This is the native Lesser Butterfly orchid that is fairly widespread throughout the western and southern parts of the UK. It has a flower spike to 30cm with 15/20 white night scented flowers. The bifolia comes from the two main leaves that appear in the spring. It is more tolerant of acid conditions than the Greater Butterfly.
For those introducing the plant into grassland or woodland an appropriate habitat management scheme must be introduced. In meadows grazing may take place from July until late autumn. This will help keep the sward open. Alternatively the grass may be cut for hay. Plants will begin growth in the spring, producing the typical twin leaaves.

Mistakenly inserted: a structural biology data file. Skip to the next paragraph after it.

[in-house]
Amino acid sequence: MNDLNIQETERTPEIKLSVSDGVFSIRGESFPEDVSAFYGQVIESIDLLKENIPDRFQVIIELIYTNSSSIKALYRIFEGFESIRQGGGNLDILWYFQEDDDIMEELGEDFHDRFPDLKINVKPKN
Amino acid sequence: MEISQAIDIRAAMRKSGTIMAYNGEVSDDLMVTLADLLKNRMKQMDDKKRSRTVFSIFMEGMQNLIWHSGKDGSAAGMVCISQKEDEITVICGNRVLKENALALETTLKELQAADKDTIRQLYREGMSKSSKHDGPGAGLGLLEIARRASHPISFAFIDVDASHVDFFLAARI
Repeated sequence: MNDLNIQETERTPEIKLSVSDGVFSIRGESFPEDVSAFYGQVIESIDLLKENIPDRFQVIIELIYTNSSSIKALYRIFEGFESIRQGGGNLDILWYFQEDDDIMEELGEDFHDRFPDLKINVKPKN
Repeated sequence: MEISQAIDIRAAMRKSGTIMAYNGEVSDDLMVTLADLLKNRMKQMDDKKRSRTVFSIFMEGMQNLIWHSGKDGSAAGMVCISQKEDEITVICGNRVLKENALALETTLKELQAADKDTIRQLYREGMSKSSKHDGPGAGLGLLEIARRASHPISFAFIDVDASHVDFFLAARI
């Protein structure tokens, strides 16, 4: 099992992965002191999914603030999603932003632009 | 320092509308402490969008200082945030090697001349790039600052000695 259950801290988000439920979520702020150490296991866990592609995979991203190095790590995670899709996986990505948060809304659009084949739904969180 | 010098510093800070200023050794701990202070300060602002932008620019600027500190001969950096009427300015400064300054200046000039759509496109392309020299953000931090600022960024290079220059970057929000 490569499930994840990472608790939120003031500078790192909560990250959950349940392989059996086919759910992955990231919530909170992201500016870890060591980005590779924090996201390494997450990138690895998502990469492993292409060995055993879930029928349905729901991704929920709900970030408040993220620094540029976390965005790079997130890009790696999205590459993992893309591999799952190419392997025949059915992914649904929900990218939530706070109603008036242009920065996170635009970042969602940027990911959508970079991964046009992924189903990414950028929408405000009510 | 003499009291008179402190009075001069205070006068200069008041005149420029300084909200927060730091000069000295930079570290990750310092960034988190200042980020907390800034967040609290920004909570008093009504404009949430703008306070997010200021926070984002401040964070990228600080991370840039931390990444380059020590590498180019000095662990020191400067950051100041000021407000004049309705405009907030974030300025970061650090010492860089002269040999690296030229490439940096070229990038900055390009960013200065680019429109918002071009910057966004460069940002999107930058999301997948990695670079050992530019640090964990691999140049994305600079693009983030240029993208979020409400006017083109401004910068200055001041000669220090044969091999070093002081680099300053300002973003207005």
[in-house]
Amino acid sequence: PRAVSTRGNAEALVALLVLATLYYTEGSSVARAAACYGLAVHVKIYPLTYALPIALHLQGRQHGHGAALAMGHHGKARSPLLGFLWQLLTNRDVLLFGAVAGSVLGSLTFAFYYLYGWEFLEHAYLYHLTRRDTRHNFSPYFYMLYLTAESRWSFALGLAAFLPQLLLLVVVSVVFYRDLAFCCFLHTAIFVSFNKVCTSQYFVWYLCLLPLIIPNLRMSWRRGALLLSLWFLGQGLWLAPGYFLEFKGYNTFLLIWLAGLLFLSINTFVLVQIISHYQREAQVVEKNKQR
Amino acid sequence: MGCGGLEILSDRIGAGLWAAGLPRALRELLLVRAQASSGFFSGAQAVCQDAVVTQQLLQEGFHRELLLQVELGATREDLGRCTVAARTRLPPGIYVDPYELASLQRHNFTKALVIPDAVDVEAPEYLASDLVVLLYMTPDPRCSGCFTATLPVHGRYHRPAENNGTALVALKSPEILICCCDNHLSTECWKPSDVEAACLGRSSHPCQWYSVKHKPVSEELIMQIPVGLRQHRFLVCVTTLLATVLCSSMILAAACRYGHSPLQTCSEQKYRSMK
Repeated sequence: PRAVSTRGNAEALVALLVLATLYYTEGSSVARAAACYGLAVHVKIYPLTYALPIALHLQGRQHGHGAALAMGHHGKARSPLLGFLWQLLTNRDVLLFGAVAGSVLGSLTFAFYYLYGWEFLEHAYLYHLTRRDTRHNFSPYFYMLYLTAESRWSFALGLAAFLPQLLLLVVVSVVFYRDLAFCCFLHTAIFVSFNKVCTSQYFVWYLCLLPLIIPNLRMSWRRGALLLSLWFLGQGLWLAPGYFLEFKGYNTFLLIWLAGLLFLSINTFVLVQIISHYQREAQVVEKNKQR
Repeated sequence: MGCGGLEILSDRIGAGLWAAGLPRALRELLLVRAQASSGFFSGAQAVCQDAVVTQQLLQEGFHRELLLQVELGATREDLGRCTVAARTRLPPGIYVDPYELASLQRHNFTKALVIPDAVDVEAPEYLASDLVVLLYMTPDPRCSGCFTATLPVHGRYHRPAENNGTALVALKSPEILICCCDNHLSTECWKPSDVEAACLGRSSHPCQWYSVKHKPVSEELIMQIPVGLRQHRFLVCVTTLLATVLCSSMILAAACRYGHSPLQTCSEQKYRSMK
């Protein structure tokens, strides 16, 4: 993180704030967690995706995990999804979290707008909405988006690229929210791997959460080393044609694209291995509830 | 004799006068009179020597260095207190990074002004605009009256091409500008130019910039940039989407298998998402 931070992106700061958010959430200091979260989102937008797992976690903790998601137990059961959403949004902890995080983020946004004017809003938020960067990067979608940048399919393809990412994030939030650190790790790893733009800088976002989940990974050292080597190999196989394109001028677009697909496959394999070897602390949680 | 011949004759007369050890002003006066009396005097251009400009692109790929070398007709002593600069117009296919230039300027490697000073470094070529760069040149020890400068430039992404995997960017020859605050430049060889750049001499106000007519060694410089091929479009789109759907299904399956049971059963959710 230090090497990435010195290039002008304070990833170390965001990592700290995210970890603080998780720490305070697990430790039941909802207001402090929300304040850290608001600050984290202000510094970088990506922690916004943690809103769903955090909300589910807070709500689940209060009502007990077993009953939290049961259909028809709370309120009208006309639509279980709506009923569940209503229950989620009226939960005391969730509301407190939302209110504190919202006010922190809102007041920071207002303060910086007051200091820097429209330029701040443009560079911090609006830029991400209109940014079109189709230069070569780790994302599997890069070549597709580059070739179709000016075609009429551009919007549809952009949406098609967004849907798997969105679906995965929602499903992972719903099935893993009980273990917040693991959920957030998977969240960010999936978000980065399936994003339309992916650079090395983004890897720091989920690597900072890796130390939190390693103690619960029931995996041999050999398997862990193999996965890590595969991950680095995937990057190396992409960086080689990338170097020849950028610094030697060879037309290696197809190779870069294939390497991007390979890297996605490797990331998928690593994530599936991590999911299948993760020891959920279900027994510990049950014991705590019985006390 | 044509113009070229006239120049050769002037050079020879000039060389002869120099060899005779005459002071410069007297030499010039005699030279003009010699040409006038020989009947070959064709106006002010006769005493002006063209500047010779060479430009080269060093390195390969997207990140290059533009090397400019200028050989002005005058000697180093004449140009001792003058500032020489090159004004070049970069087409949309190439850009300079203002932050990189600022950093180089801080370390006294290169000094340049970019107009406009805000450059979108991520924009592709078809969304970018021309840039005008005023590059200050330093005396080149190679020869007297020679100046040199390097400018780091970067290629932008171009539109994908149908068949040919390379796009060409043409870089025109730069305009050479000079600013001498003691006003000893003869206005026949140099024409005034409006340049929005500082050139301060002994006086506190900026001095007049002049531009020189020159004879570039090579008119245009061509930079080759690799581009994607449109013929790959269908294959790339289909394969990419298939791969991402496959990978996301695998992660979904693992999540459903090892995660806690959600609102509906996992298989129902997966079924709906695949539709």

In woodlands the lesser butterfly-orchid tends to grow along paths and
clearings where the grass is sparse.
Plants are normally sent out potted when the species are dormant. In this case between AUGUST and MARCH.